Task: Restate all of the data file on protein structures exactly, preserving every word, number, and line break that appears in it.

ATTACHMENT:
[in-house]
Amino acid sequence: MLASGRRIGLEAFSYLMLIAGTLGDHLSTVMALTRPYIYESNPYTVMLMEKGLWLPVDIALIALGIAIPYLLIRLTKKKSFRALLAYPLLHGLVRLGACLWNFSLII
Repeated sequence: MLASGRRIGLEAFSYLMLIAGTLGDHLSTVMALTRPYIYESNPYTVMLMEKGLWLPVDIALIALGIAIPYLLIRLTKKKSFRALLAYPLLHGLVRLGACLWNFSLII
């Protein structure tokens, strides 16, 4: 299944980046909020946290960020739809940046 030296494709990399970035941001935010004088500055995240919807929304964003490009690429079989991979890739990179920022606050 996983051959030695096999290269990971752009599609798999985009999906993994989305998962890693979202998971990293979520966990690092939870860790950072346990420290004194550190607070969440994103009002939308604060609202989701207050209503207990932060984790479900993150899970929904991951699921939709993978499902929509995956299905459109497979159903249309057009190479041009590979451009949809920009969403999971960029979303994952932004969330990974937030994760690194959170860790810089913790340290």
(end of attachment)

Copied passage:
[in-house]
Amino acid sequence: MLASGRRIGLEAFSYLMLIAGTLGDHLSTVMALTRPYIYESNPYTVMLMEKGLWLPVDIALIALGIAIPYLLIRLTKKKSFRALLAYPLLHGLVRLGACLWNFSLII
Repeated sequence: MLASGRRIGLEAFSYLMLIAGTLGDHLSTVMALTRPYIYESNPYTVMLMEKGLWLPVDIALIALGIAIPYLLIRLTKKKSFRALLAYPLLHGLVRLGACLWNFSLII
């Protein structure tokens, strides 16, 4: 299944980046909020946290960020739809940046 030296494709990399970035941001935010004088500055995240919807929304964003490009690429079989991979890739990179920022606050 996983051959030695096999290269990971752009599609798999985009999906993994989305998962890693979202998971990293979520966990690092939870860790950072346990420290004194550190607070969440994103009002939308604060609202989701207050209503207990932060984790479900993150899970929904991951699921939709993978499902929509995956299905459109497979159903249309057009190479041009590979451009949809920009969403999971960029979303994952932004969330990974937030994760690194959170860790810089913790340290």